The weed can be found around the world. Most often, Sticky Willy grows in moist and shady areas such as areas filled with waste, on roadsides and in gardens. The species can also affect the growing of hay, rapeseed, sugar beets and various cereals.
Removing Sticky Willy Is Harder Than You Think
Getting rid of a Sticky Willy plant is easy enough; in fact, it’s just a matter of pulling it from the ground. However, each plant can have between 300 and 400 seeds, which spread readily and can lie dormant in soil for six years.
The best way to remove the plants for good is to get them out of the soil before the plants flower and develop their seeds — ideally in the early spring. This can be done using a hoe or another tool that gets to the roots, or by hand. As the plant’s sap is irritating, wearing gloves is an important step if you choose the latter option. If the plant has already flowered, attempting to remove it will only spread the seeds.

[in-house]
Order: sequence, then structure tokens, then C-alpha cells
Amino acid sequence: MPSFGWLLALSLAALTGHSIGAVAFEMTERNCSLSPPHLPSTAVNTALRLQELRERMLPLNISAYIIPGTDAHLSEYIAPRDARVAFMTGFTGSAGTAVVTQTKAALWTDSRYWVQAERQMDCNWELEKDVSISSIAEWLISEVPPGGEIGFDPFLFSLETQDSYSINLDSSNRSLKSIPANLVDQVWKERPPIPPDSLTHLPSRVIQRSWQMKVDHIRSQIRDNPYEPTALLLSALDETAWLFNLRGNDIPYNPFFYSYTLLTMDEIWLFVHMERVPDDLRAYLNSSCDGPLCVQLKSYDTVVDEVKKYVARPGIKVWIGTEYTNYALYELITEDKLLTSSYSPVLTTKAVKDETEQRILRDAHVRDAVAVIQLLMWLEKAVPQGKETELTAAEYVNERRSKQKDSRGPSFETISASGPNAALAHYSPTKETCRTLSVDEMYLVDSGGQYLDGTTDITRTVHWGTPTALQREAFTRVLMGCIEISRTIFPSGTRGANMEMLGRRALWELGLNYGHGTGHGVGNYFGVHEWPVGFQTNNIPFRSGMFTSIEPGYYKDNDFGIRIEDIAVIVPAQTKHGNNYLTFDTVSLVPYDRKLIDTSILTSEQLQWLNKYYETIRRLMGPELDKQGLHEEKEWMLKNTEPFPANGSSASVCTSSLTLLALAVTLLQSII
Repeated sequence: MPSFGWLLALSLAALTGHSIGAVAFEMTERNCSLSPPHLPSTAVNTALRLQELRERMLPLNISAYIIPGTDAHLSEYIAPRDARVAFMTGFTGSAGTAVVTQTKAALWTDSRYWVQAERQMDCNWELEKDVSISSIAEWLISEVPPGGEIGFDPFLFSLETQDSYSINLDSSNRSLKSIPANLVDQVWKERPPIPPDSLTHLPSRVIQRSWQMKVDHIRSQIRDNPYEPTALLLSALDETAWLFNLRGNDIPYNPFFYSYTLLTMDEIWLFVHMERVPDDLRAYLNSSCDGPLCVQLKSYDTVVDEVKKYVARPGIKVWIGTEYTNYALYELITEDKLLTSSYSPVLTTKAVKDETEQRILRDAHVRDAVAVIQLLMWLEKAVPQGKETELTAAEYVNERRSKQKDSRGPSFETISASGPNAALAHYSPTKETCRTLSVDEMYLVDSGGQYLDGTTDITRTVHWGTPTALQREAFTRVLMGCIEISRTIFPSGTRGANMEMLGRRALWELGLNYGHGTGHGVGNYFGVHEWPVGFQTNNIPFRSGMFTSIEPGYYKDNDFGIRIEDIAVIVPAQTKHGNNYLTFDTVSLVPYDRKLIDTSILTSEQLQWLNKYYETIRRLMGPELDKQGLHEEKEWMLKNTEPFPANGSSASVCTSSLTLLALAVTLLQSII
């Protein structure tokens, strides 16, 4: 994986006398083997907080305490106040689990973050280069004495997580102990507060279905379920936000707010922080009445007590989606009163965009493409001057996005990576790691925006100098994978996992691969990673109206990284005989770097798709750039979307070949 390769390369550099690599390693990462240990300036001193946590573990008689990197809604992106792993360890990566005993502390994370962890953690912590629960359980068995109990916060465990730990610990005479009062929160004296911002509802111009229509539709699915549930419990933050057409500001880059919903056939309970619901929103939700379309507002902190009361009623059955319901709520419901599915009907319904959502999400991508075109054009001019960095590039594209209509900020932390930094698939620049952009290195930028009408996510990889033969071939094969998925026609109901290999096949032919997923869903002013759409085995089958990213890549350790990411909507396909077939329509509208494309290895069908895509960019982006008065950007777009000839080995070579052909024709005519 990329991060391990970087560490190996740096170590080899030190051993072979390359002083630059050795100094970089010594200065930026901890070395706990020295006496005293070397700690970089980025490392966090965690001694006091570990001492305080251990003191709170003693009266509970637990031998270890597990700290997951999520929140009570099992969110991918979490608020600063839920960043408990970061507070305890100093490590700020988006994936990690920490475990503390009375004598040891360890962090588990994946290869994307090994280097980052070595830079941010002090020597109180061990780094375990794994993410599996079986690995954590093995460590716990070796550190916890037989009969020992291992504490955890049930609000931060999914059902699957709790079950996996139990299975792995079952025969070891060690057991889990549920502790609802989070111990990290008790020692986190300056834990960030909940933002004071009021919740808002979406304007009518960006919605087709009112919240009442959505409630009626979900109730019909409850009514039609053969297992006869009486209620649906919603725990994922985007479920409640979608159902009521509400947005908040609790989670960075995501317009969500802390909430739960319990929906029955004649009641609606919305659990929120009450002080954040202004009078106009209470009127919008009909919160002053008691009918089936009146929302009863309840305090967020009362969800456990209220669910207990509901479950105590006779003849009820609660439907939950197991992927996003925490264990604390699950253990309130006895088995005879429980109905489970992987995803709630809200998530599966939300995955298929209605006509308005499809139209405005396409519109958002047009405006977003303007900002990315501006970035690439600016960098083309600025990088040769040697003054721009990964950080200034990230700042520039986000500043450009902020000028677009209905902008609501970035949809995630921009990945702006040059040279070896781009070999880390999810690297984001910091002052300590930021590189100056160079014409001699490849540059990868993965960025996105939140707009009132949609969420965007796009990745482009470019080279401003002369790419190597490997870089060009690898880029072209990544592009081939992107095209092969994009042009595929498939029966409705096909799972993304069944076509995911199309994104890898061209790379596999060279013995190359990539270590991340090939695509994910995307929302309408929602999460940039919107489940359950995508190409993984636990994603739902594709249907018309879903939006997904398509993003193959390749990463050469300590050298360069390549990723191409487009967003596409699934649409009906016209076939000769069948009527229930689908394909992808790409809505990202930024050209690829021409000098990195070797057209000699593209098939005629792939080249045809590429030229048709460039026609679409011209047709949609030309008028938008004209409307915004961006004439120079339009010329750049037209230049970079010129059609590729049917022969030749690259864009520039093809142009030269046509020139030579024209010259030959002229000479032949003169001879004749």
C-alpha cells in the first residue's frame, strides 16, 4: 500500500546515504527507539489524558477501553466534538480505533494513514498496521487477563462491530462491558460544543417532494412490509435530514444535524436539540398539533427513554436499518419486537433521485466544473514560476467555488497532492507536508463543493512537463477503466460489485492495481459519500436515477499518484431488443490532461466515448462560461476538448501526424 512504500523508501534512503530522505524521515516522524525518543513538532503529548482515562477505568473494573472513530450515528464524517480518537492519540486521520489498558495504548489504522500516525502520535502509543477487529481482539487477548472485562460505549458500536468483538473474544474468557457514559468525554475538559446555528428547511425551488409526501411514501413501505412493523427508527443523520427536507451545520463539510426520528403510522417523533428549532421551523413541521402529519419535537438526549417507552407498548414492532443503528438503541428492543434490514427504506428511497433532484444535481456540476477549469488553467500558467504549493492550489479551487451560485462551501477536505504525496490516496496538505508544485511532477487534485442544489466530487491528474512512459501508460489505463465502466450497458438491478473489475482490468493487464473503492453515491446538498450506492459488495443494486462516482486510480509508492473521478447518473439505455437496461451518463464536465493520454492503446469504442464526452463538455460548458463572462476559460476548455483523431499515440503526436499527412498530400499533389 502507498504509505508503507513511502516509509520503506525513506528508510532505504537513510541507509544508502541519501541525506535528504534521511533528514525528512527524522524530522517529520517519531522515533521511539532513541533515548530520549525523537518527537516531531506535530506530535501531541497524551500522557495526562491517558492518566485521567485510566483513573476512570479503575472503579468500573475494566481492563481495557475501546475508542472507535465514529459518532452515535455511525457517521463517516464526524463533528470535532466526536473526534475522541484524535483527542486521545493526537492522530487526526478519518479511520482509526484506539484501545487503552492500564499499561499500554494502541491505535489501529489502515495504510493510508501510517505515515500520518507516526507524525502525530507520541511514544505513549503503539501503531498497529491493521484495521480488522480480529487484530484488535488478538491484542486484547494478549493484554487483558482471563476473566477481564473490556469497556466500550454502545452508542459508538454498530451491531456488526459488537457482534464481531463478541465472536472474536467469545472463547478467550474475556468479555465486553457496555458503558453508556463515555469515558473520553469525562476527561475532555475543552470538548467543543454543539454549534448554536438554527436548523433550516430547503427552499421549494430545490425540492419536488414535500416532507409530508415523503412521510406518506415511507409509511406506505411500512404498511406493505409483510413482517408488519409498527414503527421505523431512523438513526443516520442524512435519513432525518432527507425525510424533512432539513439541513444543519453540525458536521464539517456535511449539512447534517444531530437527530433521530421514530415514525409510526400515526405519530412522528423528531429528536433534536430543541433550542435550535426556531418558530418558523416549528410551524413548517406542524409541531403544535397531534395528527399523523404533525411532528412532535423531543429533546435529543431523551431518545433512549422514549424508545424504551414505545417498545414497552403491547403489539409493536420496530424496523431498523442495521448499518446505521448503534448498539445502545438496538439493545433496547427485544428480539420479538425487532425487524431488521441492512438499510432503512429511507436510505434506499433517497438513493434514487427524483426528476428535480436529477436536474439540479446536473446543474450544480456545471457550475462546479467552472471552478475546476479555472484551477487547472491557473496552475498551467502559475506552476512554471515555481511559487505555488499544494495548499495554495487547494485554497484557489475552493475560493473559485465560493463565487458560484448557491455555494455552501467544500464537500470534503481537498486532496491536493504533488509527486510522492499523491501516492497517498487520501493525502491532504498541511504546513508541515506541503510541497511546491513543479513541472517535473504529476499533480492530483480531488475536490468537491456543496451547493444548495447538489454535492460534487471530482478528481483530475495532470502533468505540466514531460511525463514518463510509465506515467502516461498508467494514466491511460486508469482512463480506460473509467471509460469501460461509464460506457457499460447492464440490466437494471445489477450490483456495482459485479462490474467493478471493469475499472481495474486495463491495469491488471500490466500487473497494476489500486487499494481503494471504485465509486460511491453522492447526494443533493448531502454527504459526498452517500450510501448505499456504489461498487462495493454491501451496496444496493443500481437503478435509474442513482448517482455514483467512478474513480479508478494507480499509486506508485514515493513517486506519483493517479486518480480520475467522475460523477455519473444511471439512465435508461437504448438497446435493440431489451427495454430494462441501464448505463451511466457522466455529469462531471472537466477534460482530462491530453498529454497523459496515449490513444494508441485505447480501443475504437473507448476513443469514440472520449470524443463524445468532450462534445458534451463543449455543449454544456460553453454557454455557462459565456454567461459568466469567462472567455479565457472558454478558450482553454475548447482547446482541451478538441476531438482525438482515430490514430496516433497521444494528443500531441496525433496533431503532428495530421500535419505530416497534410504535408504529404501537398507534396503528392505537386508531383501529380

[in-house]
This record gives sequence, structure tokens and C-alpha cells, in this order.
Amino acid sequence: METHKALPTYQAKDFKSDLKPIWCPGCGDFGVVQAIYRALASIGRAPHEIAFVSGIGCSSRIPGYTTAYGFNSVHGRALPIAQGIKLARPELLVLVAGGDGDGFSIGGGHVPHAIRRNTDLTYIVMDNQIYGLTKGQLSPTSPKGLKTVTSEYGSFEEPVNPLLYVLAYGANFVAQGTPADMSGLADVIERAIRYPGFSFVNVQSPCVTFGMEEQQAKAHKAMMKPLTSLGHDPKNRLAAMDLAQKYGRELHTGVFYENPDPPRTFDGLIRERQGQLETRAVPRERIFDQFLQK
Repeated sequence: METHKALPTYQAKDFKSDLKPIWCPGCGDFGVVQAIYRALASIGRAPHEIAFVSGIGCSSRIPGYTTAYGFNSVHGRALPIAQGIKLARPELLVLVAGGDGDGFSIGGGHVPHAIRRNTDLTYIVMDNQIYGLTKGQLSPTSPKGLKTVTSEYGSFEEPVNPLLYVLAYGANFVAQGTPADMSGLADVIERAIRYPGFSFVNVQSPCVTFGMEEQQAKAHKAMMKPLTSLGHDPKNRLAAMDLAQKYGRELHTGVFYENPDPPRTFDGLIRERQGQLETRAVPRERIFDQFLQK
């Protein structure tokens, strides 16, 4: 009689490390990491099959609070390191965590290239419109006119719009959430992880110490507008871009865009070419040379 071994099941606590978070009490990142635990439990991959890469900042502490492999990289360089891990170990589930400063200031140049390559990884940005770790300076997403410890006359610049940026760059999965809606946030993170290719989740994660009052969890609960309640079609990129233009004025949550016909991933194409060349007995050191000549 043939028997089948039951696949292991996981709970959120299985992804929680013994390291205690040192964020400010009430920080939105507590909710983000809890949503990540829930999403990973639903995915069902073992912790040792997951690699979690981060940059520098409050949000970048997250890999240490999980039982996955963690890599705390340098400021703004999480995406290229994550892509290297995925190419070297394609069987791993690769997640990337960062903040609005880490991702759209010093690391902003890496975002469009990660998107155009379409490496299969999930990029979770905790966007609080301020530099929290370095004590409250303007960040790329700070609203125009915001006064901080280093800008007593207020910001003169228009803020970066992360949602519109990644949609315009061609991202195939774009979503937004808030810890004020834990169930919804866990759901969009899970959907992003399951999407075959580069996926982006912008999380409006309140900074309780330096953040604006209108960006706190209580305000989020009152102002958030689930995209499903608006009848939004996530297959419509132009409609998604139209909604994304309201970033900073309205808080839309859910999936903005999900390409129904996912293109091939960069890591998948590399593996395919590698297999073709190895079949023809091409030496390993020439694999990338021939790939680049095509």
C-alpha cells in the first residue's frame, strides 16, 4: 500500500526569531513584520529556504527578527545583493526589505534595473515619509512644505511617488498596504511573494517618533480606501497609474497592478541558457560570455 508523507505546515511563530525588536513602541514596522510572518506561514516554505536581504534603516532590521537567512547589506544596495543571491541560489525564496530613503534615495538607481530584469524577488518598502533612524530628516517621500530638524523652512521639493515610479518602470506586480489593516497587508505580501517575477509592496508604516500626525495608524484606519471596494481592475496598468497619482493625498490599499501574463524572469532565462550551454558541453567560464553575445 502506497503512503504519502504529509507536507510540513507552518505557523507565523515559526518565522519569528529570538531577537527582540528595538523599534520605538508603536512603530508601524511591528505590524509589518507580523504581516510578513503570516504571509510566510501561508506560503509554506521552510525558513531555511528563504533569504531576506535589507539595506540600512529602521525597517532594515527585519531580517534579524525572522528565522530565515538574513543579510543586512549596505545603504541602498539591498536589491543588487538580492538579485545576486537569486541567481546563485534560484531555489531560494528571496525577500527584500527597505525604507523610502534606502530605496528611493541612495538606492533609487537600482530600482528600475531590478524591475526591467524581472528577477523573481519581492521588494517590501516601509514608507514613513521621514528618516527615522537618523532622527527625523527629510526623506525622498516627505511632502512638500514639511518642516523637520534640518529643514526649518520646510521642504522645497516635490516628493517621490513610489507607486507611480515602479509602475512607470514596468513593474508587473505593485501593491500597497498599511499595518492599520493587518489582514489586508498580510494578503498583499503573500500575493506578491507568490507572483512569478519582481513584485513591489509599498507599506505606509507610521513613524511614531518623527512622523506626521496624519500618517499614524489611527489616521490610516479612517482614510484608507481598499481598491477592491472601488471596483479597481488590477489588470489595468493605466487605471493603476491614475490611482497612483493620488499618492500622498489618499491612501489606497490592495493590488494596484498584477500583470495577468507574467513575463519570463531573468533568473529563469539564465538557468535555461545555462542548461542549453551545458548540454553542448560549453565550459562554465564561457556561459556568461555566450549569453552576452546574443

Applying a heavy layer of organic mulch or using plastic mulch can also prevent the seeds from reaching the soil or getting enough light to grow.
Gardeners looking to avoid Sticky Willy near their homes should be sure to brush down their clothing and pets after walking in areas where the weed is commonly found, or after exposure. Like most parts of the plant, the seeds are covered in tiny barbs that can stick to cloth or fur easily. The seeds spread easily, and even a few of the hardy seeds can cause an outbreak in a garden.
Chemical Solutions for Galium Aparine
Some herbicides have proven to be effective in removing the pesky plant. Contact herbicides containing acetic, fatty or pelargonic acids can scorch off Sticky Willy’s foliage, including its seed leaves. However, these can damage nearby plants, so covering desirable garden plants is recommended, at least until the chemicals dry on the weed foliage.
Glyphosate can be used in the same way, but it’s more important to ensure none of it gets on any other plants.